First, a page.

An empty restaurant table. Can measuring restaurant cancellations tell us something about flu outbreaks?You wake up feeling like someone has taken a jackhammer to your head. You’re feverish, aching all over and your stomach is doing somersaults. There’s no doubt about it: You have the flu.

You also have reservations for dinner tonight. So after a mug of tea and an ibuprofen, you grope for your phone and cancel the reservations you’d made through OpenTable.

That cancellation might be a signal to public health officials of a flu outbreak. Because, according to a study by HealthMap’s John Brownstein, PhD, and Elaine Nsoesie, PhD, reservation data from OpenTable could offer another view into the seasonal spread of the flu.

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Influenza, MRSA and why flu vaccination can save children’s lives

Influenza A H1N1 model (scherle.com/Wikimedia)

What caused previously healthy children to die during the 2009 H1N1 influenza pandemic?  Yesterday, the journal Pediatrics published the results of a study I conducted with the Pediatric Acute Lung Injury and Sepsis Investigator’s (PALISI) Network. Results have been widely reported, by the New York Times, the Washington Post, USA Today and TIME, among many others, provoking a lot of reader commentary, questions and, I fear, some misconceptions.

Methicillin-resistant S. aureus (MRSA)(CDC)

Our study collected data on 838 children with 2009 H1N1 infection admitted across 35 pediatric intensive care units (ICUs) in the U.S. Most of these children were severely ill, the majority requiring mechanical ventilator support for respiratory failure, and 9 percent died. Many  (70 percent) had underlying illnesses like asthma or neurologic conditions that increased their risk. But among those who were previously healthy, the chief risk factor for death was co-infection with methicillin-resistant Staphylococcus aureus, or MRSA. It increased the risk of mortality 8-fold.

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Does vaccinating preschoolers for the flu make a difference? A natural experiment says, “Yes!”

Preschoolers are often the first to catch the flu every year. Vaccinating children in this age group may help the whole family avoid the flu. (Luke & Courtney Barrett/Flickr)

When anyone in my house gets a cold or other bug, often we all look at my three-year old son, the one in preschool, and ask, “What did you bring home?” While it may seem unfair, our reaction reflects the conventional wisdom: That children of preschool age are often the vector for the colds, flu, sniffles, coughs, stomach bugs, etc., that make their way through the family every year.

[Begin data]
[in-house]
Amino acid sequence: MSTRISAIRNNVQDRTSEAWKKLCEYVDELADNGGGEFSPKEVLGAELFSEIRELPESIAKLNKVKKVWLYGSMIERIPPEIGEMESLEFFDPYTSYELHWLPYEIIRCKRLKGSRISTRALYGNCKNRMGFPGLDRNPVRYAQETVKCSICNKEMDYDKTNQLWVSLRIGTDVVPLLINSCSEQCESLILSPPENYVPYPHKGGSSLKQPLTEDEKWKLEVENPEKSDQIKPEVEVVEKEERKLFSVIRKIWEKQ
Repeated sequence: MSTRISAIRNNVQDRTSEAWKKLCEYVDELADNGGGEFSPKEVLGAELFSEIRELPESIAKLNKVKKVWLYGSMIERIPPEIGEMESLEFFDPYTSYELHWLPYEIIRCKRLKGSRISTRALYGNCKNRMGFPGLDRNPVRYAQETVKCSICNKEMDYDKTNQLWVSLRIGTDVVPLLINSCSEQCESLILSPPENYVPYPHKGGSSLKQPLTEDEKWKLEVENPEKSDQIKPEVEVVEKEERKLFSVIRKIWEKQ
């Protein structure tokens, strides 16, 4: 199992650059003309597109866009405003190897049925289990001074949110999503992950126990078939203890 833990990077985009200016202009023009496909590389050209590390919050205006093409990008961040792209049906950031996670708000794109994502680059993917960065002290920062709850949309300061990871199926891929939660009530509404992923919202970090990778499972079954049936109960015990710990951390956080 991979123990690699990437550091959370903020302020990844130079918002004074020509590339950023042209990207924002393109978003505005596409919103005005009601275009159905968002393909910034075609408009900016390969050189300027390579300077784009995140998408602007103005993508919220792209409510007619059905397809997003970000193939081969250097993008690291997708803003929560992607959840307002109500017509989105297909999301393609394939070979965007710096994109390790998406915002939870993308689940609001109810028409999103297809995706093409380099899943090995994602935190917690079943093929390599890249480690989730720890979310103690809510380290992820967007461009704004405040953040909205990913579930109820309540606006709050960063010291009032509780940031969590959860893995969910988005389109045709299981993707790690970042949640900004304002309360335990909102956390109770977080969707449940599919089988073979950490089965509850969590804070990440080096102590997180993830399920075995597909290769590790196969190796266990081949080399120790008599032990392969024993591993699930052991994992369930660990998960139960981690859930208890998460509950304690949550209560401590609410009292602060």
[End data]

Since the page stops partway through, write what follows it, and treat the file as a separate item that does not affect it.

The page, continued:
Science does bear this out, especially with regards to the flu. A 2005 study by Children’s Hospital Boston researchers strongly suggested that otherwise healthy 3 and 4 year olds were prime drivers of flu epidemics, often displaying flu-like symptoms as early as late September.

Acknowledging preschoolers’ increased risk of getting sick from the flu, the Advisory Committee on Immunization Practices (ACIP) – the national body that sets vaccination policies in the U.S. – updated its influenza vaccine recommendations in 2006 to include vaccination of children between ages 2 and 4. Now, John Brownstein, who leads the Computational Epidemiology Group in the Children’s Hospital Informatics Program (CHIP) and took part in the 2005 study, demonstrates that the policy change has had quite an effect.

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Personalized medicine in asthma: Finding the right targets

Asthma triggered by the influenza virus works through pathways not targeted by existing drugs. (Photo: Cynthia Goldsmith)

A case of the flu almost always exacerbates asthma, and often spells hospitalization for asthmatic children. But why is flu so dangerous, and why are flu-induced exacerbations so hard to control?

New research reveals that these attacks arise via a previously unrecognized physiologic pathway that appears to bypass existing asthma drugs.

“Virtually everyone who comes into the hospital with asthma has a viral infection, because we just can’t treat it well,” says Dale Umetsu, the study’s senior investigator and an immunologist at Children’s Hospital Boston. “If we could find better therapies that specifically target this pathway, we might be able to help these patients.”